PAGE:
DWP claimants may get extra £1,550 payment after Universal Credit court case
Nick Ferrari slams DWP's treatment of Universal Credit claimants
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Currently, a High Court case is underway to determine whether the Government’s decision not to expand the £20 uplift to legacy benefit claimants during the pandemic was correct. During the Covid-19 pandemic, claimants of Universal Credit received an £20 top-up to their payments from the DWP to keep households afloat. However, this payment boost was not extended to those on legacy benefits which many critics of the Government believe inadvertently discriminated against disabled people.
Legacy benefits is the blanket term given to older benefit payments such as Jobseeker’s Allowance (JSA) and Employment Support Allowance (ESA).
As part of the High Court case, which formally started procedures at the Royal Courts of Justice in London this week, two ESA claimants are legally challenging the DWP decision.
It is believed, if successful, their case could result in legacy benefit claimants receiving a back payment of £1,550 after missing out on the Universal Credit uplift.
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The original uplift to Universal Credit lasted from March 2020 to October 2021 and was praised for supporting low-income households survive the toughest periods of the pandemic.
Louise Rubin, the Head of Policy at disability charity Scope, outlined what is at stake for many disabled people up and down the country as a result of this case.
Ms Rubin said: “Whatever the outcome of this court case, it was a mistake to exclude huge numbers of disabled people from the benefits uplift during the depths of the pandemic.
“The decision to withhold support from disabled people who receive legacy benefits caused many to feel abandoned.
“We’re hurtling towards a cost of living crisis, but yet again disabled people are being abandoned by the Government.
“Disabled people already face extra costs of £583 a month on average, and this is set to soar over the coming weeks and months.
“Sky-high inflation and spiralling energy costs will hit disabled households hardest.
“More than four in 10 (42 percent) disabled people who rely on benefits live in poverty. Many disabled people have had to drain any savings they had to get by.
“Yet we’ve heard nothing from the Government about how they are going to stop this inequality. Levelling up means nothing if disabled people are left behind.”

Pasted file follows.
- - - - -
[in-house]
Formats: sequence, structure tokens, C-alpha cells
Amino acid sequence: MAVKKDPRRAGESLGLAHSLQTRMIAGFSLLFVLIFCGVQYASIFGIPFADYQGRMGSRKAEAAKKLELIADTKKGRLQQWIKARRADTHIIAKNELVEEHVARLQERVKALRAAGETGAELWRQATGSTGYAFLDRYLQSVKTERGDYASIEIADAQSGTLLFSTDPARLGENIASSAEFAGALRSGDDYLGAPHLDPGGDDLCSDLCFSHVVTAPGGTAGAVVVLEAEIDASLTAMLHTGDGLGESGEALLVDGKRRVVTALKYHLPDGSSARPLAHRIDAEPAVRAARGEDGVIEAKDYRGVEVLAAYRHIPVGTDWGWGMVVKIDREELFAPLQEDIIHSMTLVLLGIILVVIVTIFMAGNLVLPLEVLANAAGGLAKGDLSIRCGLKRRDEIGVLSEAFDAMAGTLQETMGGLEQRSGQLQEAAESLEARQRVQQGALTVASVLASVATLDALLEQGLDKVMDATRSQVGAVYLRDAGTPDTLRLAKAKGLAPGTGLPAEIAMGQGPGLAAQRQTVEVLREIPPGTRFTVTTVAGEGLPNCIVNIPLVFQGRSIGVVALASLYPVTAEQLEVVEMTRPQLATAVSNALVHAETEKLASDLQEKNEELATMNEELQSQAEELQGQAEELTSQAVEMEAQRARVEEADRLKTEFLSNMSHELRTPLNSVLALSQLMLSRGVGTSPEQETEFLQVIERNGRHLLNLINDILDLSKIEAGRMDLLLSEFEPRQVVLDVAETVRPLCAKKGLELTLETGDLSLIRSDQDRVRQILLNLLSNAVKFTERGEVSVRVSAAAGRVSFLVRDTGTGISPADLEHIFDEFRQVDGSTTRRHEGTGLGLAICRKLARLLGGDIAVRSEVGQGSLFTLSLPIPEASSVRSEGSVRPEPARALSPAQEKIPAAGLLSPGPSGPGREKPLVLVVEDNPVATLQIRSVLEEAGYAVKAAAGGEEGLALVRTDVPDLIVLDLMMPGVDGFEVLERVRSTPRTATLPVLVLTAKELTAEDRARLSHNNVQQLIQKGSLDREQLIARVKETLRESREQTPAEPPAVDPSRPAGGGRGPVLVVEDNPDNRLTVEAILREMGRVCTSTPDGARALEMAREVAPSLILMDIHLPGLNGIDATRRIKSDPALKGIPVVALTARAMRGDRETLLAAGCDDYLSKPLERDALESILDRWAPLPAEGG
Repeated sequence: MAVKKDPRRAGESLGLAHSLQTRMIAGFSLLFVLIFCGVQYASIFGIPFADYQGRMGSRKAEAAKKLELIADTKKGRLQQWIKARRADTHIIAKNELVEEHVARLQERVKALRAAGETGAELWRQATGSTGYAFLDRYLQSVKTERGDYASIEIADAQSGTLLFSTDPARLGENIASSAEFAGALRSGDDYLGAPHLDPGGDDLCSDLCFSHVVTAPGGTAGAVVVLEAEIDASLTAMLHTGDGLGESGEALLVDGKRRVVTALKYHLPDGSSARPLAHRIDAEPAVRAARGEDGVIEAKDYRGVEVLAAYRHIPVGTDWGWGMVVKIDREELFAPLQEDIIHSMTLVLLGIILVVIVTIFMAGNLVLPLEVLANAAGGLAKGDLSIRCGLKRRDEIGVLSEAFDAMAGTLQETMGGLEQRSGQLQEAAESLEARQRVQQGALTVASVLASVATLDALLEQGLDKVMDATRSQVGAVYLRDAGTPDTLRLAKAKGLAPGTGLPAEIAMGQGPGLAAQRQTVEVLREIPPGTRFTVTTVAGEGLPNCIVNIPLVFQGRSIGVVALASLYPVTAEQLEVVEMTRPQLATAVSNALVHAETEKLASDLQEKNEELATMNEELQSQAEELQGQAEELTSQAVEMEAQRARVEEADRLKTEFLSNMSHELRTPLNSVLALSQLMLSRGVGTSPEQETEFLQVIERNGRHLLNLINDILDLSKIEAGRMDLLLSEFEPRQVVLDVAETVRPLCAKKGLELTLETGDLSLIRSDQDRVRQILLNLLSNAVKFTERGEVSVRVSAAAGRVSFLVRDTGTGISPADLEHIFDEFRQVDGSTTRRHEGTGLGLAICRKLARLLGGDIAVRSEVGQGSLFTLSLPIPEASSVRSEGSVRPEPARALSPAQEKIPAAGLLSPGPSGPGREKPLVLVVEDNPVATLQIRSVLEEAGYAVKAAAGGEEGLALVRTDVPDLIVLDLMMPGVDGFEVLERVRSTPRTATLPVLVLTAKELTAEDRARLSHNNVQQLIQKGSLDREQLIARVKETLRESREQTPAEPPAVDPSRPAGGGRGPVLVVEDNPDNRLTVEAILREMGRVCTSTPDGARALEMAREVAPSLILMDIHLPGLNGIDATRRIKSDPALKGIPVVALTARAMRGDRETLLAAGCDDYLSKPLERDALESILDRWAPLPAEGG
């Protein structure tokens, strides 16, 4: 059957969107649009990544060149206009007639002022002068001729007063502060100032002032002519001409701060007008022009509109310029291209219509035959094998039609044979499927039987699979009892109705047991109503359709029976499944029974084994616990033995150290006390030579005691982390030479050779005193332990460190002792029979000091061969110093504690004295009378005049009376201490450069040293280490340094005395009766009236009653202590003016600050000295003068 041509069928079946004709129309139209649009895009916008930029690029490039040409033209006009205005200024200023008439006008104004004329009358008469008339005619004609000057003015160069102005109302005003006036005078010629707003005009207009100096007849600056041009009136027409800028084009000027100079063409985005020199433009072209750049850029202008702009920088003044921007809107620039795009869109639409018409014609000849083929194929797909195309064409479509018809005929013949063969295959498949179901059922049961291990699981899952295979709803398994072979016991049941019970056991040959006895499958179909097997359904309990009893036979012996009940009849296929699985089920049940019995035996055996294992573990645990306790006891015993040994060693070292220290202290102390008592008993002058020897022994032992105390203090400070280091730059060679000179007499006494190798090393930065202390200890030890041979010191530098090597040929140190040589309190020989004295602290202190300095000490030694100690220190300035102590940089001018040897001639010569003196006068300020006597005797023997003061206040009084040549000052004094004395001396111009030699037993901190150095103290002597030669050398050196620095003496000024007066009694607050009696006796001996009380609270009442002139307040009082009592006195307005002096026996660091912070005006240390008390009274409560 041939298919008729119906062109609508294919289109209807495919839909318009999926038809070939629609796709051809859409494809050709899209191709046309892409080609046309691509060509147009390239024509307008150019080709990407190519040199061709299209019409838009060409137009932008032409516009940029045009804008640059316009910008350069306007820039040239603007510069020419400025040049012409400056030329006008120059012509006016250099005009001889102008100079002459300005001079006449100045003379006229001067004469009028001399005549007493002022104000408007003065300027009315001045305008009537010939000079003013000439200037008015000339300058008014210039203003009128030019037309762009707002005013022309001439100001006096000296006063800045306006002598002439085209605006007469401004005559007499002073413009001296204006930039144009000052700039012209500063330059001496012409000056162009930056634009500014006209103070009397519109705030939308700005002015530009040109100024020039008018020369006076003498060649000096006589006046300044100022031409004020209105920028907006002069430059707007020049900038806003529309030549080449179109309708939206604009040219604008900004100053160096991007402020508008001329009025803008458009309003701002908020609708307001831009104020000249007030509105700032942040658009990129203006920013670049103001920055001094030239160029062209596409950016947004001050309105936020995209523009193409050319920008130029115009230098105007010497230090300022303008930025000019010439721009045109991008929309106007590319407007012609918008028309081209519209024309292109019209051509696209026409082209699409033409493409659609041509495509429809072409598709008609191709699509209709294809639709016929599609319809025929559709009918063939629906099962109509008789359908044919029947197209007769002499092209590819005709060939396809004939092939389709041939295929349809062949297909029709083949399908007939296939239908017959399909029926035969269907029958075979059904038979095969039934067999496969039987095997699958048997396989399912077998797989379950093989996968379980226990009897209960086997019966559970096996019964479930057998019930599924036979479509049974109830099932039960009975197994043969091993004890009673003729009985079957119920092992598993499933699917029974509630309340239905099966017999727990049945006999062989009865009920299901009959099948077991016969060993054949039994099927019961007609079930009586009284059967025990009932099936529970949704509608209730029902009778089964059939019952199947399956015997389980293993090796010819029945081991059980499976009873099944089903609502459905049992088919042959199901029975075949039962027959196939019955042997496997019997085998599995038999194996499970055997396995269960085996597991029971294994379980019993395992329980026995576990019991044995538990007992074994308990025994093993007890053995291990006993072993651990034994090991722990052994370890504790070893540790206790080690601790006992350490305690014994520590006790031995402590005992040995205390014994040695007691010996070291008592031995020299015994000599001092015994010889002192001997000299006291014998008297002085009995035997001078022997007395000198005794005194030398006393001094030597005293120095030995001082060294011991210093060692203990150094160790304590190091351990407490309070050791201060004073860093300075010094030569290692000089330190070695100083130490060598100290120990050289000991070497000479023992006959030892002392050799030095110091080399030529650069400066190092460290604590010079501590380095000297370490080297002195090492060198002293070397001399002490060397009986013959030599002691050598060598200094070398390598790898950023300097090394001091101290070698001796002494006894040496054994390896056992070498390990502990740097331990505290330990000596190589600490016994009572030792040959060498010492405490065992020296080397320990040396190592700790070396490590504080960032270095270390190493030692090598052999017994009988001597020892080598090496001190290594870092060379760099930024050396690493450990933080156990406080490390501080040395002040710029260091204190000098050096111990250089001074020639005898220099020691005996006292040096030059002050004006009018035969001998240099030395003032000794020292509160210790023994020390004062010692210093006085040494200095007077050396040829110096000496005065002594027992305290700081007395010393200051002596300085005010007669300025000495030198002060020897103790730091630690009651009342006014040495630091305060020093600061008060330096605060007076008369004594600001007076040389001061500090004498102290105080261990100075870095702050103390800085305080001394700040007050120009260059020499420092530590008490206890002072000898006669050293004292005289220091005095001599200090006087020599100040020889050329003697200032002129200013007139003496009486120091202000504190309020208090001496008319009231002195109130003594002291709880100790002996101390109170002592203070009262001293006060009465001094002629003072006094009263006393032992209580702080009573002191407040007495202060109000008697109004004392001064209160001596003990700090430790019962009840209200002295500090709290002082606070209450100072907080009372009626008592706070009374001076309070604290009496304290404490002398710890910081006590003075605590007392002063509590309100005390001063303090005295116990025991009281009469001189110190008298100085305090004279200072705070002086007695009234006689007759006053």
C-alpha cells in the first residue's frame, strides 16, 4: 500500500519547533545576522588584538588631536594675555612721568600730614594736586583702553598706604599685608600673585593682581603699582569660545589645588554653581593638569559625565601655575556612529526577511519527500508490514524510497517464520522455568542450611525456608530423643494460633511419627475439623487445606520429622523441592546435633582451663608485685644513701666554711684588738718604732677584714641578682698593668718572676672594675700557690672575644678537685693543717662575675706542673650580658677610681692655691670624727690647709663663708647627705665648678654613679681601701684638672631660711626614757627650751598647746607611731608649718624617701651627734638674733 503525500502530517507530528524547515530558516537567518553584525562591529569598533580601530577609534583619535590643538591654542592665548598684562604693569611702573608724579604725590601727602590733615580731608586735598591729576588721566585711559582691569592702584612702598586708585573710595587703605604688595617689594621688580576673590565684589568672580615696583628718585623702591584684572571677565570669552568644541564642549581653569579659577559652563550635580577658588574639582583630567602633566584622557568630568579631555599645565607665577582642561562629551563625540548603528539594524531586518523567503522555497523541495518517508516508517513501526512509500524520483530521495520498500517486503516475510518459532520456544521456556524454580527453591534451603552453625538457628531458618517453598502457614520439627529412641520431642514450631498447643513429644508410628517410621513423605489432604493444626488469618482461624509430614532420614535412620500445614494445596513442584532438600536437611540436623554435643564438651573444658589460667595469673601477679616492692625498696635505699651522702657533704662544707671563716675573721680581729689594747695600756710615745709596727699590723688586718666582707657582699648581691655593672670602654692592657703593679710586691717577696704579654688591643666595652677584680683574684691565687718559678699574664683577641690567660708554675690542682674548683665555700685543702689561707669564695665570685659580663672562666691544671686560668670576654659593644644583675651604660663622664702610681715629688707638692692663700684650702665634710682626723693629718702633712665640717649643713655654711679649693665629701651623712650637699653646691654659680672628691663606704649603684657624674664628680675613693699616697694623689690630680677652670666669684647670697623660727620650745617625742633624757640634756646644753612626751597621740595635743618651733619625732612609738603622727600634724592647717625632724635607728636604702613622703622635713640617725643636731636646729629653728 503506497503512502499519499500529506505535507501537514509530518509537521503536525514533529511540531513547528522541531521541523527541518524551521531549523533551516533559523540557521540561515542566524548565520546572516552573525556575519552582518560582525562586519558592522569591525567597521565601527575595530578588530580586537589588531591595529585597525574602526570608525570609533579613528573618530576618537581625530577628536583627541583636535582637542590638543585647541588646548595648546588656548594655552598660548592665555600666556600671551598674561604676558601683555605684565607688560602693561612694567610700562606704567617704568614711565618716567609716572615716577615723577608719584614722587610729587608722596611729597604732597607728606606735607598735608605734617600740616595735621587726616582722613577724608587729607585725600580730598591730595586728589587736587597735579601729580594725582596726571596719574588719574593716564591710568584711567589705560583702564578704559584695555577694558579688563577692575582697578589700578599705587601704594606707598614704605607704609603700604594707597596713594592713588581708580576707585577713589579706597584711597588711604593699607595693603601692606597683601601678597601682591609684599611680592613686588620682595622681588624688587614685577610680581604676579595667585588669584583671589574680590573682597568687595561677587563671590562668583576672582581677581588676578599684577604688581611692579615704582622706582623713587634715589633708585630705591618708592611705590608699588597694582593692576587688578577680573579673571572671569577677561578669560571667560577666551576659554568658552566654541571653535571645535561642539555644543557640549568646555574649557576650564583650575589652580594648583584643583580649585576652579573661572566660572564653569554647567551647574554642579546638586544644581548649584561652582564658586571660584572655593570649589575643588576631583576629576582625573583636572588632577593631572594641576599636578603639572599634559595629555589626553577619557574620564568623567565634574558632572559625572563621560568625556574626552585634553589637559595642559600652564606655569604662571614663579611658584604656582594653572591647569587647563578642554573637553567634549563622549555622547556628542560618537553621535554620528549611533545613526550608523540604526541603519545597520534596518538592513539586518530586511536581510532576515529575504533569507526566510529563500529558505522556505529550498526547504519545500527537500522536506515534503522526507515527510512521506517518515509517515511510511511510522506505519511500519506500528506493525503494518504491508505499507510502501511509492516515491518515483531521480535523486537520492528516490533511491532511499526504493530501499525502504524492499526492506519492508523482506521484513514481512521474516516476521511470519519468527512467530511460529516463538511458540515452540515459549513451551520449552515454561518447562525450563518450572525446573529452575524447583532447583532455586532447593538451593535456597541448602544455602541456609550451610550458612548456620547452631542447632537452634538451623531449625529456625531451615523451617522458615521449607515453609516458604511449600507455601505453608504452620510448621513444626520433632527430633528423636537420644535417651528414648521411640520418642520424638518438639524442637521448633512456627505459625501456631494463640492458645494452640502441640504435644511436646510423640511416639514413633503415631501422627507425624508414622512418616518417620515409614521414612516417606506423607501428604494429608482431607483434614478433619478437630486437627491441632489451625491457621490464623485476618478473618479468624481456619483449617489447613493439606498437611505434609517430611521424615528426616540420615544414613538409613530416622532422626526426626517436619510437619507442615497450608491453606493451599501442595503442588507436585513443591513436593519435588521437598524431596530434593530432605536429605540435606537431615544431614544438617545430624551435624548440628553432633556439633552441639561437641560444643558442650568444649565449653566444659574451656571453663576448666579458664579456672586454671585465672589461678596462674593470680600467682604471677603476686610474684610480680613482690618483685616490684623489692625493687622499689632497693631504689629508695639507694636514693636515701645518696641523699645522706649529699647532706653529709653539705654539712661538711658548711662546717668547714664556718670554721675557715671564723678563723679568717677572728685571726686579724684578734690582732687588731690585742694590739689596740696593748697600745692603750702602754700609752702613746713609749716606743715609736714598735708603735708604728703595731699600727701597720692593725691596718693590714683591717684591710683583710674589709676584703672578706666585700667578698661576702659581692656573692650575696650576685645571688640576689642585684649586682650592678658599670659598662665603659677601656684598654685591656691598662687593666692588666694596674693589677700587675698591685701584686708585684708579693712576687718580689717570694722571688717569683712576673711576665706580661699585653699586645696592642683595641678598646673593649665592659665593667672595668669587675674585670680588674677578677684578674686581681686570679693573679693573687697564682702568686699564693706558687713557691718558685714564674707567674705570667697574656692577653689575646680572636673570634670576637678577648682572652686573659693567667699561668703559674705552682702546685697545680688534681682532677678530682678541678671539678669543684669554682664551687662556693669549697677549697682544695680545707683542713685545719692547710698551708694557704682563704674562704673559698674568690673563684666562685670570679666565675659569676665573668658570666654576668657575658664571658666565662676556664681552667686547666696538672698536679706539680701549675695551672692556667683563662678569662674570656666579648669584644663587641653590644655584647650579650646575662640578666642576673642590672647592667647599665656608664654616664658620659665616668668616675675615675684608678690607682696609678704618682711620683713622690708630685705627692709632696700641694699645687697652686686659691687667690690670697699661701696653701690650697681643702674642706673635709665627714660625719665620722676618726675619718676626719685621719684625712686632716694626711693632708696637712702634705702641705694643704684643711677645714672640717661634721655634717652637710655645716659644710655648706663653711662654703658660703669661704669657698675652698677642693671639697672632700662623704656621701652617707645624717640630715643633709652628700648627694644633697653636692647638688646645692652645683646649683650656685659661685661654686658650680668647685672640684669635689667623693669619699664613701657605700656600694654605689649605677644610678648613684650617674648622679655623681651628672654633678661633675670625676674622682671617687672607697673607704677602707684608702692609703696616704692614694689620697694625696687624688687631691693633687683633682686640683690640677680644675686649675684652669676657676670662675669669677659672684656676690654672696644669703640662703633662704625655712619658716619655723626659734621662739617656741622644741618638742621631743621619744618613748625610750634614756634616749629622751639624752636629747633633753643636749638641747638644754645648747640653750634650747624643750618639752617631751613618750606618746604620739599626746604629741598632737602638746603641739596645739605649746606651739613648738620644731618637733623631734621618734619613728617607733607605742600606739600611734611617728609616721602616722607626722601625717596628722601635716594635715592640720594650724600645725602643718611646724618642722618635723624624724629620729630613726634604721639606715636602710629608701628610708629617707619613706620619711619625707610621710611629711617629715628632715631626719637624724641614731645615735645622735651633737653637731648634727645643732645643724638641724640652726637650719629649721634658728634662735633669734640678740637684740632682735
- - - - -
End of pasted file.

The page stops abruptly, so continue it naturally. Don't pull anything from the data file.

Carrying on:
Representing the claimants, Jamie Burton QC is putting forward the argument that DWP’s decision hurt low-income households and disabled people at a time when they needed support the most.
Addressing the court in written submissions, the solicitor said: “This radical and unprecedented departure from many decades of policy intent, achieved with almost no democratic scrutiny and limited analysis of the consequences, has meant hundreds of thousands of seriously disabled people, already disproportionately affected by poverty, have had to get by on historically low rates of subsistence payments during a pandemic that has caused a significant rise in the cost of living for low-income families and disabled people in particular.”
Representing the DWP in the case, Edward Brown said: “Careful consideration has been given to the specific issue, namely whether or not to uplift legacy benefits.
“The reasons why the Government has decided not to uplift legacy benefits are because it would be contrary to the specific fiscal and social policy goals… and it would be inefficient and not capable of delivery via legacy payment systems.
“The measure was introduced quickly and prospectively at the outset of the pandemic in order to mitigate the impact as it became felt.
“As a very substantial investment of public monies, the measure was necessarily targeted in a way that was considered most likely to achieve its social policy goals.
“It is denied that there is any differential treatment on the grounds of disability and none is made out by the claimants.”
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